Past Rolling Hills to Smoother Pastures
Often when analyzing the historical volatility of future contracts, it is useful to look at continuity symbols. For these synthetic symbols the price on each day represents the price of the nth expiring future. Using this to construct a time series, an issue arises when a future expires. On the day following the expiry of the next future, the price for the continuity time series comes from a new future. As such the return between the current day and previous day’s prices represents the return between two different contracts.
In any contract, this causes a problem, but this is especially evident for seasonal commodities where the spread between consecutive future prices is large. The realized historical volatility of futures is overstated as the roll contributes significantly to the volatility of the continuity time series. The solution to eliminate this is elegant in its simplicity. Whenever analyzing the returns in the time series, replace each return on the first day using a new contract, with the actual return of the new contract. In this way one can effectively construct a synthetic time series containing adjusted returns, where on any given day, the return represents the return of the actual nth expiring future, rather than the price. This has the effect that when the future rolls, it resets the cost basis so all returns are reflected in the same basis.
Lean Hog Front Month
– Adjusted Returns in Red / Unadjusted in Blue
The effect is stark. Note that significant jumps in the blue time series due to the rolling of contracts have been adjusted (most significant roll dates circled), while the actual fluctuations in price remain represented. This provides more consistent and accurate realized volatility calculations and accurate correlations between continuity symbols.
Front month correlation with underlying index, .SSMI
– Adjusted on left / Unadjusted on right
In addition to viewing position-by-position results and portfolio totals, you can aggregate positions by parameters such as Industry or Currency to display meaningful breakdowns of the stress-test results.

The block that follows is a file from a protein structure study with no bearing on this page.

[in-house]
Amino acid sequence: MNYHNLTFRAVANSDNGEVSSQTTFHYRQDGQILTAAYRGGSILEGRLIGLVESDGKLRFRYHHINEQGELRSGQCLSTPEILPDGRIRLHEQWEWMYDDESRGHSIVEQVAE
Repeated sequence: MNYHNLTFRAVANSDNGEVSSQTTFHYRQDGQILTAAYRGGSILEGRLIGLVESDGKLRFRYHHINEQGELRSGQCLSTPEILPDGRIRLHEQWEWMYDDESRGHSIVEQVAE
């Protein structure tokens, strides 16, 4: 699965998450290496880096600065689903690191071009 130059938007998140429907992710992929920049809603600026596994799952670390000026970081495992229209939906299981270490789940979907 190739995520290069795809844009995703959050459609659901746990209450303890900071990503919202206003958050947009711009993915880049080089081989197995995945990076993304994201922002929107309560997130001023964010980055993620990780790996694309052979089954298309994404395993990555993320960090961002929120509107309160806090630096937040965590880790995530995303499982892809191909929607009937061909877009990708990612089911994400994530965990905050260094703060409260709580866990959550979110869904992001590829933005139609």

Effect on Holding VaR
Imagine stores the adjusted continuity time series using specific symbols, with three years of price data available at any time. These follow the Refinitiv continuity symbol format with a “-S” suffix. E.g. CLc1-S represents the adjusted returns for CLc1. The prices are constructed by taking the current day value to be the current unadjusted price, calculating the adjusted returns, then working backwards to construct the rest of the time series. This creates a consistent time series which is maintained daily, with the entire time series being refreshed on the first day of a new expiry.
These symbols are used in Imagine’s RCYS extension roll curves. At present approximately 700 of Imagine’s roll curves are using these adjusted returns. To understand whether a roll curve is using adjusted returns, one can look for the “–S” suffix to the symbols in the “Risk Symbol” column of the roll curve.
Adjusted Risk Factor Roll Curve:
Unadjusted Risk Factor Roll Curve:
The examples described in this blog post illustrate one possible scenario and are intended to be used in general as guidance towards risk management of market events.
Please contact Consulting or your Imagine representative for help with constructing your own scenario analysis.
When newcomers to the field of quantitative finance are assigned the task of writing up an analysis, they will often show numbers using five, six or even more digits to the right of the decimal point. This may be driven by the part of the brain that craves precision and exactness. Given the unstable nature of financial data, does that mean it is a fool’s errand to try to estimate risk?